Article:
In accordance with a third aspect of the invention, a method of requesting and receiving a secure data export, from an automotive ECU and in accordance with the method of the first aspect of the invention, comprises, at the requesting entity, generating a first public/private key pair. The first private/public key set is generated only in the immediate context of an impending request, and is destroyed or deleted after the request has been completed, i.e., a response has been received, or after a predetermined lifetime of the first private/public key set has expired.

The method further comprises signing the first public/private key pair previously generated with a private key of a second public/private key pair, the public key of the second public/private key pair having previously been stored in a memory of the automotive ECU.

The requesting entity may be identified by the second public key of the second public/private key pair. This implies that the physical implementation or representation of the requesting entity may vary, and that different physical entities may present themselves as the same requesting entity by using the same second public key. This also implies that an owner of a second public/private key pair will be responsible for securing and controlling distribution and access to the second public/private key pair.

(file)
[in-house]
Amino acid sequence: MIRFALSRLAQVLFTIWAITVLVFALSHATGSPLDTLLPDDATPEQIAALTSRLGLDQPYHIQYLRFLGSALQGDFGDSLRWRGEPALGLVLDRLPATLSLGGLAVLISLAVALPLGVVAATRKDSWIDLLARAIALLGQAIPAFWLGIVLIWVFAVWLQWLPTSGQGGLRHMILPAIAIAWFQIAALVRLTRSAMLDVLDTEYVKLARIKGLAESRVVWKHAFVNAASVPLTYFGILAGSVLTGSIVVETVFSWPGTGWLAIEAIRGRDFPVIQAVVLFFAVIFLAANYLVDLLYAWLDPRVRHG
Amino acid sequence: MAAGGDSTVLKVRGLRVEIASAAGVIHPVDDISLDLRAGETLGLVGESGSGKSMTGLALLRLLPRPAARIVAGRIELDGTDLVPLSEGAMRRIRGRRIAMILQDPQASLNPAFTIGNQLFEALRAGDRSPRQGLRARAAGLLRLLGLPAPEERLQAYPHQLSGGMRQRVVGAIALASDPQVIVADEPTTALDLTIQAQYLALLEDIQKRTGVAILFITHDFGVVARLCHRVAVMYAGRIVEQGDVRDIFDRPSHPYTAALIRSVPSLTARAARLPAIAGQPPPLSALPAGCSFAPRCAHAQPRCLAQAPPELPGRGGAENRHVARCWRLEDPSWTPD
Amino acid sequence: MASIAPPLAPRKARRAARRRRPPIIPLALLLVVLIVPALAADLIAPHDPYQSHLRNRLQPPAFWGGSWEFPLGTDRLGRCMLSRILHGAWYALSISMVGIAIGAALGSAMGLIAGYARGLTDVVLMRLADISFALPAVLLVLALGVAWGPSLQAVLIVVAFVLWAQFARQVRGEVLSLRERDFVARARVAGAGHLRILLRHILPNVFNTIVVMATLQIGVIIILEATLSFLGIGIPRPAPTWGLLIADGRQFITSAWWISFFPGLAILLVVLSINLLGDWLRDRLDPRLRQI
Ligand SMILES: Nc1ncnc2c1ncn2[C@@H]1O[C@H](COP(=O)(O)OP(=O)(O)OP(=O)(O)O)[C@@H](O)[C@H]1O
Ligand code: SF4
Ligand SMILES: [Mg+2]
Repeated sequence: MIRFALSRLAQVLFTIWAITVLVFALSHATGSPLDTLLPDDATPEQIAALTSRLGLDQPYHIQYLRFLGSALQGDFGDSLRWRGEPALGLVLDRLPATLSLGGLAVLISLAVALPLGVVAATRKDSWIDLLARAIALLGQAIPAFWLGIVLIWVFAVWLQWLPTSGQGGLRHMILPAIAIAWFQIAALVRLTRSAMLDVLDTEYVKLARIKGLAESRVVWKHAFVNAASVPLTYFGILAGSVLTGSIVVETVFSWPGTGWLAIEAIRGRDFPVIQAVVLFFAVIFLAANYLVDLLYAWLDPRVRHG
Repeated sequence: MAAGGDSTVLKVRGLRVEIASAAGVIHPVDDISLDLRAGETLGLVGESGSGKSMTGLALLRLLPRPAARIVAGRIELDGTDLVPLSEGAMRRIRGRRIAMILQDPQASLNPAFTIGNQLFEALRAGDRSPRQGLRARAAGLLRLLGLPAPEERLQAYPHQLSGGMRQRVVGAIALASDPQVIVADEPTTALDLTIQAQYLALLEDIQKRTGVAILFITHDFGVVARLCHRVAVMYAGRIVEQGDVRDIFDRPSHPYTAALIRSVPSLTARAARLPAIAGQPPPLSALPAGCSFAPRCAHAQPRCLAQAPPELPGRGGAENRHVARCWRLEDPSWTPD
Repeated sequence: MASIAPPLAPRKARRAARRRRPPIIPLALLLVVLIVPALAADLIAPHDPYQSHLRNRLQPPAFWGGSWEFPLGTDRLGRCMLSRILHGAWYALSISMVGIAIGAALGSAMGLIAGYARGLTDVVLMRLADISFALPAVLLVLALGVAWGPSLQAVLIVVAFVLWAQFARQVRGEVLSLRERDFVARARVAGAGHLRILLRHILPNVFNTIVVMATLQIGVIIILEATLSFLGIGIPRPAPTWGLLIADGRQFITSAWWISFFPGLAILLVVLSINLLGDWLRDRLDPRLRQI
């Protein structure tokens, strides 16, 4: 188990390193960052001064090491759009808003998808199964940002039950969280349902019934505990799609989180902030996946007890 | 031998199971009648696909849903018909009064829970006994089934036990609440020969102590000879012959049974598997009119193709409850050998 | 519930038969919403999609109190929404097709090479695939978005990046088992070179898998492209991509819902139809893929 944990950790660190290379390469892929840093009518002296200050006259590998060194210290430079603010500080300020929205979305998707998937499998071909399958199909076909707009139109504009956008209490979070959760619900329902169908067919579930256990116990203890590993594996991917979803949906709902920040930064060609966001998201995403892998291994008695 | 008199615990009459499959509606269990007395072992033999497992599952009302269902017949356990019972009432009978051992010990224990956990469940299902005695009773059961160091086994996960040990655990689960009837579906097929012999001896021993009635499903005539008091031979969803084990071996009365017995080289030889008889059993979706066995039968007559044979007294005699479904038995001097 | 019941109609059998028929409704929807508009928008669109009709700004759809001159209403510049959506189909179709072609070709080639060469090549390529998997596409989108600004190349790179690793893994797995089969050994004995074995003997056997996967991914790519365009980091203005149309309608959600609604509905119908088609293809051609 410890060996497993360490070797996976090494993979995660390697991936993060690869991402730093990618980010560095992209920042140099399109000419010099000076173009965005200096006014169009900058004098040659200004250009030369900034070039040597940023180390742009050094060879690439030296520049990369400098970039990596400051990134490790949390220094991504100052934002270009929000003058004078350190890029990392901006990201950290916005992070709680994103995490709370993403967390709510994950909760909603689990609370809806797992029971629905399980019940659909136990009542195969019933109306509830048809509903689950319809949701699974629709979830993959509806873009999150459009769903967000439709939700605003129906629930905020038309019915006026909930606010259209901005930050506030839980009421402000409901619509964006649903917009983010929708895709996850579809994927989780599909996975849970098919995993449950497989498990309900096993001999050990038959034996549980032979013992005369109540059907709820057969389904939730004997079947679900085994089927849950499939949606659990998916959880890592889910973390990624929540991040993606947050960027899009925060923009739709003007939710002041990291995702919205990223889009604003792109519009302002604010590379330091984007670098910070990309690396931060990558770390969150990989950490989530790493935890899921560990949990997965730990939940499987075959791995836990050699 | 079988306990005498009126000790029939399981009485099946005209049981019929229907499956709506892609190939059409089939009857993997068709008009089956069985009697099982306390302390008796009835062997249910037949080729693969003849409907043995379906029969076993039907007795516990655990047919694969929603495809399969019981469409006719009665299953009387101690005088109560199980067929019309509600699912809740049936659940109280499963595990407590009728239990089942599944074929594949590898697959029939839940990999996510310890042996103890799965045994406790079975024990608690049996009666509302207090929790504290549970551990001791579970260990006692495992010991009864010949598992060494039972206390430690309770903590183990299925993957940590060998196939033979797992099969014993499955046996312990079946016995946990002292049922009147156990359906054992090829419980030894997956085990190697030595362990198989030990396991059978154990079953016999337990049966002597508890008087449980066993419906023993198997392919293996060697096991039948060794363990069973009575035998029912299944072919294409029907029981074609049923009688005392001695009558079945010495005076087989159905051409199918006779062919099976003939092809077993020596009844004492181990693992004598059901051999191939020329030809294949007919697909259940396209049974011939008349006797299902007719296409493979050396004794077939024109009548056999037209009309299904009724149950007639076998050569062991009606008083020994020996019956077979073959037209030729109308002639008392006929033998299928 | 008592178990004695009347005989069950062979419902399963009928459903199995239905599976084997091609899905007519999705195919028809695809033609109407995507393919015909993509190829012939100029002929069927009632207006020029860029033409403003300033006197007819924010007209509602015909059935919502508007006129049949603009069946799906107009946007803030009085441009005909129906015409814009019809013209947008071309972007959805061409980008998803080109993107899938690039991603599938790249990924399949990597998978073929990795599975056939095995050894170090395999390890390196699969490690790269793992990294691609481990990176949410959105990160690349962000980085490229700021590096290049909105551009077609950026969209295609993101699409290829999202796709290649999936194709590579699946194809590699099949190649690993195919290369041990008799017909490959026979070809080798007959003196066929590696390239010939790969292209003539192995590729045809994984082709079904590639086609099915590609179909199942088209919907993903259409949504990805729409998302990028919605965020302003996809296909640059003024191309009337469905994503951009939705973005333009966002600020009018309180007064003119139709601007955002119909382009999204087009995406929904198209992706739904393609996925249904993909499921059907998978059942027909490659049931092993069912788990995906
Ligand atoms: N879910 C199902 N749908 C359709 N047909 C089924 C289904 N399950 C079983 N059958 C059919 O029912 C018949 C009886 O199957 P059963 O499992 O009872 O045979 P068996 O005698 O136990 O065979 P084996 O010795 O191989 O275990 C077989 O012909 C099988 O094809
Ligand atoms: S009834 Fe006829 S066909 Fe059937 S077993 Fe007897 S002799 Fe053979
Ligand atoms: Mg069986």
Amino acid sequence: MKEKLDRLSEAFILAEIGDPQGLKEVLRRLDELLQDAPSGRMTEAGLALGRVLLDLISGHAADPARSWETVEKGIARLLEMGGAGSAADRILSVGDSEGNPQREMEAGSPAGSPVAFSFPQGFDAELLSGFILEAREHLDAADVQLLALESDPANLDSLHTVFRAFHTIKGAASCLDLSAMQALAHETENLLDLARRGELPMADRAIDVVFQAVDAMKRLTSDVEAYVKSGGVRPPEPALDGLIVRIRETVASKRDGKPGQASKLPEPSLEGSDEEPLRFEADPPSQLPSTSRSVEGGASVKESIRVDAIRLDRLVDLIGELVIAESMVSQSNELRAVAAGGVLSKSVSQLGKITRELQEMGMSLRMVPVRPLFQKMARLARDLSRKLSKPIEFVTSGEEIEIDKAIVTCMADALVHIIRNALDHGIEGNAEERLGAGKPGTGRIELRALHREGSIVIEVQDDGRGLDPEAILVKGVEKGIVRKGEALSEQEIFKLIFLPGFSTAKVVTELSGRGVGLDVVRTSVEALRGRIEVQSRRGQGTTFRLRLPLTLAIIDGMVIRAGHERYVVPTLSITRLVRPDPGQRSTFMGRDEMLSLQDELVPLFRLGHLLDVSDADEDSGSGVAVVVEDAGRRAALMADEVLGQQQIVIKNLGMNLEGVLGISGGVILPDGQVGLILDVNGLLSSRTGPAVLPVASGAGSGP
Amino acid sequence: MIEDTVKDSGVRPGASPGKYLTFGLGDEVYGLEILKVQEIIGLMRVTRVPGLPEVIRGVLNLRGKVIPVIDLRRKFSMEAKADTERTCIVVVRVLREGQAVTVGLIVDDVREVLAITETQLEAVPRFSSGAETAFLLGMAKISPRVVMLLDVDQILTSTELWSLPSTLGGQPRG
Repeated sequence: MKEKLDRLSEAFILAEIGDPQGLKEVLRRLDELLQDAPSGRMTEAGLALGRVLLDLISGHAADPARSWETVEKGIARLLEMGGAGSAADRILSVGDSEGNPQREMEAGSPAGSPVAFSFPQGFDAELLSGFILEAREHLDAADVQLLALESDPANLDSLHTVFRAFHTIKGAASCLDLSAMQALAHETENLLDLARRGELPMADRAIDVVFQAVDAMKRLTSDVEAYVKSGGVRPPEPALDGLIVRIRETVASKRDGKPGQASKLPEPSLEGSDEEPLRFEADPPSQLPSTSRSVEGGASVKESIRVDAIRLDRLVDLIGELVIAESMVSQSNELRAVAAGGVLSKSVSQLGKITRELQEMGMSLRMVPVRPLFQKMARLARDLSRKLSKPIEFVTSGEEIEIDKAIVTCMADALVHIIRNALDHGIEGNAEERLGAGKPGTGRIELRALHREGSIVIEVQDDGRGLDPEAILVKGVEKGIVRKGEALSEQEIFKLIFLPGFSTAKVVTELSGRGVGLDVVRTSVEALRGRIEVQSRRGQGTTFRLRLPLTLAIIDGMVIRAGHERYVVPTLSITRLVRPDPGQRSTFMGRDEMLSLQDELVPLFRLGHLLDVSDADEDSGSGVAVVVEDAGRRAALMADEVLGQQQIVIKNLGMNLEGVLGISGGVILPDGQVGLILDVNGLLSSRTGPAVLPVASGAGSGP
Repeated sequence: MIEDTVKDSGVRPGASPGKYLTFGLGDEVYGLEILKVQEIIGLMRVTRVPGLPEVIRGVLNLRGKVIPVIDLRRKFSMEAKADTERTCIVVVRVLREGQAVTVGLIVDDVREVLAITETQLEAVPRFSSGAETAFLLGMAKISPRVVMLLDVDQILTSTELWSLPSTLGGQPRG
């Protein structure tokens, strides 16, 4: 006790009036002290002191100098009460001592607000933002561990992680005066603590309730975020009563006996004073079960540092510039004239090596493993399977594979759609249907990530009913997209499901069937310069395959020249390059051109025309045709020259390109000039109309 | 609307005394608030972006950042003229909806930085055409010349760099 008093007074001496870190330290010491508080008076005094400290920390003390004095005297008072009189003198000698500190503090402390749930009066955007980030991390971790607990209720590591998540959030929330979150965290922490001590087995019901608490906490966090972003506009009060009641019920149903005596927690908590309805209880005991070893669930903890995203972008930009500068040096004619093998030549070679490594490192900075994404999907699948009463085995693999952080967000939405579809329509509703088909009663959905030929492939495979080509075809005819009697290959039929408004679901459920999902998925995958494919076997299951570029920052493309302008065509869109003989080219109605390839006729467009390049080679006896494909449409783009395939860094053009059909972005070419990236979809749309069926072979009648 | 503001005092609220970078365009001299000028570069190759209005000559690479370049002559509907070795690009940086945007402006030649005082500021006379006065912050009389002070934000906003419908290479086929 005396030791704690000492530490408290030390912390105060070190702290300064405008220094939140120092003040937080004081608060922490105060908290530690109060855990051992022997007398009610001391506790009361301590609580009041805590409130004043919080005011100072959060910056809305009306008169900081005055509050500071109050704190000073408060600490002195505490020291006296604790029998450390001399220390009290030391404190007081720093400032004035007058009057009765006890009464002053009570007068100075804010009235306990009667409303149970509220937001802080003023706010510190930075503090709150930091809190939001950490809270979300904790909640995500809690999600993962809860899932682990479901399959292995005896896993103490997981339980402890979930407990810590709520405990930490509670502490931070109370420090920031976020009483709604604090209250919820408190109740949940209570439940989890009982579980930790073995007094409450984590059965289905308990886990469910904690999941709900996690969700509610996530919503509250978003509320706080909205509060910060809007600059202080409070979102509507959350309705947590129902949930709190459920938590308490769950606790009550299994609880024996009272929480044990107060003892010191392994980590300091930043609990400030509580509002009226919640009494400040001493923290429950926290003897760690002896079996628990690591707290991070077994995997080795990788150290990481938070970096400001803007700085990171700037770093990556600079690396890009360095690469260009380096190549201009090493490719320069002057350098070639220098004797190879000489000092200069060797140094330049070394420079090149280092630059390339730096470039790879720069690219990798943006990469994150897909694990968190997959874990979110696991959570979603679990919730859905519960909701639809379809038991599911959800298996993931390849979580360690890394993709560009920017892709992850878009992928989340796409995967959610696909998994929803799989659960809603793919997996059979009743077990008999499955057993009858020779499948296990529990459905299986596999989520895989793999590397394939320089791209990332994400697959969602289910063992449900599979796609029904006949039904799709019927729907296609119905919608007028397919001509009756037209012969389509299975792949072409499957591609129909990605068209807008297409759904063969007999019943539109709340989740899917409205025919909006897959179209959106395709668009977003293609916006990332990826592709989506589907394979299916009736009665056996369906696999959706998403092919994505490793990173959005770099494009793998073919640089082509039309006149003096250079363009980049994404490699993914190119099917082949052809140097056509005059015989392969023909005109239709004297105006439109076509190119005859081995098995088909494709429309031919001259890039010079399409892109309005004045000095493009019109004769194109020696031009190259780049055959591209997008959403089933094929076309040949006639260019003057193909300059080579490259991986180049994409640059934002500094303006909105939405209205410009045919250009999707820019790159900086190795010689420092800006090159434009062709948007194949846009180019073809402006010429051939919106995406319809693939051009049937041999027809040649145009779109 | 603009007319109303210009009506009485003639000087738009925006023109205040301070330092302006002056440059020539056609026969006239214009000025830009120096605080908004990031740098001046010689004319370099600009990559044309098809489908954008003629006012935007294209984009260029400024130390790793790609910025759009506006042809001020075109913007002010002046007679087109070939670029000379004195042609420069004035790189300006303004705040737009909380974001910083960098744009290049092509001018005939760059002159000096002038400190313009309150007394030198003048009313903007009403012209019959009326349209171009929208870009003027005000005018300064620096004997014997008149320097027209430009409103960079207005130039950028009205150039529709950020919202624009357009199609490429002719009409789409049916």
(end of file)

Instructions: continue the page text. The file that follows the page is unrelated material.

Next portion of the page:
The method yet further comprises transmitting a data export request targeting the automotive ECU, the data export request including the signed first public key and a certificate indicating an expiry date or a time period of validity of the first public key.

The method further comprises, after the data export request has been transmitted, providing authentication to the automotive ECU, in response to a corresponding request received from, or a protocol initiated by, the automotive ECU.

The method further comprises, after successful authentication, receiving an export data set, or receiving a read access grant, to a memory space of the automotive ECU storing the export data set, and reading the export data set accordingly, wherein the export data set includes a symmetric key encrypted with the first public key of the first public/private key pair, data encrypted with the symmetric key, and a message authentication code generated using the symmetric key.